The answer, pure and simple, is that the U.S. Government was unwilling to admit that one of its presidents had made a mistake on purely racial grounds. Although this might have been more likely in earlier days, the fact that it happened in the twentieth century at a time when racial bias was rampant acted as a barrier to righting the wrong that had been done.
The black soldiers involved were obviously wrongfully accused; the evidence of that fact now seems overwhelming. However, President Theodore Roosevelt, likely fearful of losing the white Southern vote, had most of the soldiers dismissed not for participating in the violence; but for disavowing any knowledge of it, which he deemed a "conspiracy of silence."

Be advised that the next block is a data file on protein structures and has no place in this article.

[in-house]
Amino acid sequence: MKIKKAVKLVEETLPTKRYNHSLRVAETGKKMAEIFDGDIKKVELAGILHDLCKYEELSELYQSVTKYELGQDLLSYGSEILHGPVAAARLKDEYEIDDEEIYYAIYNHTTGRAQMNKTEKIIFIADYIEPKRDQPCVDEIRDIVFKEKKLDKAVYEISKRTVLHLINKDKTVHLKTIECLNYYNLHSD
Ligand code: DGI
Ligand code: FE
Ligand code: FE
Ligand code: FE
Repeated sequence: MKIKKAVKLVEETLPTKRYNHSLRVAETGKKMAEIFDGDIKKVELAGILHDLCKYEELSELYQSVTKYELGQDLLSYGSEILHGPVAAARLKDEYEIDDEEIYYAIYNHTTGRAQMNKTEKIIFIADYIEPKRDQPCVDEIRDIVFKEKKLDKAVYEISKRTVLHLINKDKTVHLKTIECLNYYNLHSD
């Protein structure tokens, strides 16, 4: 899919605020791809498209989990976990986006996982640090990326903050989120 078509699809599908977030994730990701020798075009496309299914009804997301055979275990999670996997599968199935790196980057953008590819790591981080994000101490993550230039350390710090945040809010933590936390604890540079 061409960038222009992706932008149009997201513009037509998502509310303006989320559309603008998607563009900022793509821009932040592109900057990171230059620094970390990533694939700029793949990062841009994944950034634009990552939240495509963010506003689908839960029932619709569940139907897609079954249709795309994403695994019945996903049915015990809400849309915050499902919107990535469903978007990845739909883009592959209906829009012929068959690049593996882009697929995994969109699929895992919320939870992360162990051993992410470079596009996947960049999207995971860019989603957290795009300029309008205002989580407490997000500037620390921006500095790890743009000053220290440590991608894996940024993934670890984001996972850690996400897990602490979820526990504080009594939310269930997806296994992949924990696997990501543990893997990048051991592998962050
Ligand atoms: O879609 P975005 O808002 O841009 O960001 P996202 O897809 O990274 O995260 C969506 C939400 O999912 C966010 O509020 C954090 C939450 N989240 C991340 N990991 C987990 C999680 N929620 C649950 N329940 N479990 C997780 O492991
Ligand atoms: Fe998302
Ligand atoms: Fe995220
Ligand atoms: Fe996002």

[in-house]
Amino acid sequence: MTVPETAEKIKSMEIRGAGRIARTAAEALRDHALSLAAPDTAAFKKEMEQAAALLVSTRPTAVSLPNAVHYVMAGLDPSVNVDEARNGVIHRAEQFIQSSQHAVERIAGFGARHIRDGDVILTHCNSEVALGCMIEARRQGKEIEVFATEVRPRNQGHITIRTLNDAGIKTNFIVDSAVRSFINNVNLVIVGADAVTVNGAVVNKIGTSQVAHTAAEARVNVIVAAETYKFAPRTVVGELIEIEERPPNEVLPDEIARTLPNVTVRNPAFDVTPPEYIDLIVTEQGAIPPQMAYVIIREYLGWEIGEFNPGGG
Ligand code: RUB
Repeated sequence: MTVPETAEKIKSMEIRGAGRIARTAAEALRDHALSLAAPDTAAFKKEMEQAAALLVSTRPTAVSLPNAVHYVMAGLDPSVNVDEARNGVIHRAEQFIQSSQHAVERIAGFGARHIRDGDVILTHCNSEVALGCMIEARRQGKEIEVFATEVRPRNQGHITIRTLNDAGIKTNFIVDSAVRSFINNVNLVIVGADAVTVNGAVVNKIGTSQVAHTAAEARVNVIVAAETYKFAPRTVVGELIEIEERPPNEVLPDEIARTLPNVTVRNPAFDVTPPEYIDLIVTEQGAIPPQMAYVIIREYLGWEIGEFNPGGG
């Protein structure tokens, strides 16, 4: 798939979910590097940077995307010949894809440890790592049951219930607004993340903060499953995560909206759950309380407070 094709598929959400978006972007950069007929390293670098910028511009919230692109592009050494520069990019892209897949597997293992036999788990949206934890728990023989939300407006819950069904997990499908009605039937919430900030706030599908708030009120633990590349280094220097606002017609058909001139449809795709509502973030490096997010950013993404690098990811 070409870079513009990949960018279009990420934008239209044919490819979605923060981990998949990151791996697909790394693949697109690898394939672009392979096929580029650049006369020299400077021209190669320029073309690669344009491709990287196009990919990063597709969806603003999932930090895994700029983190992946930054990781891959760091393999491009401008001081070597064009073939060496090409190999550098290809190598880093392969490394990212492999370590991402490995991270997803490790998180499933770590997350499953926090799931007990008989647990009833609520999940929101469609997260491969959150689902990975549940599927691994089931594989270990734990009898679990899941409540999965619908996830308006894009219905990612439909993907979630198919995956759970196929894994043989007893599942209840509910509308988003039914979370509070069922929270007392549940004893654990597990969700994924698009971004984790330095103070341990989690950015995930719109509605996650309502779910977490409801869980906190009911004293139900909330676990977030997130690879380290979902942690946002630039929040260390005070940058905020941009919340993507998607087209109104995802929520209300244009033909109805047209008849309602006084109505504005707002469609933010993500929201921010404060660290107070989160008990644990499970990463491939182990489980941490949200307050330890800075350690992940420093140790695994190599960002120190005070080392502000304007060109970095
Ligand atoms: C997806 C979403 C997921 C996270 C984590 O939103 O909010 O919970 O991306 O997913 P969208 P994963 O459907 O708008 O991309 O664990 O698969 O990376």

The matter was in fact investigated by a number of historians who believed that a number of the soldiers wrongfully discharged had won the Congressional Medal of Honor. This proved not to be true, and was an embarrassment for the historical community. Later, in 1970, another historian, John D. Weaver published The Brownsville Raid in which he argued that the men were innocent. His book led to a new investigation by the army which exonerated the men accused. Even so, the racial climate up until the 1970's was such that any action on the Brownsville affair was not likely.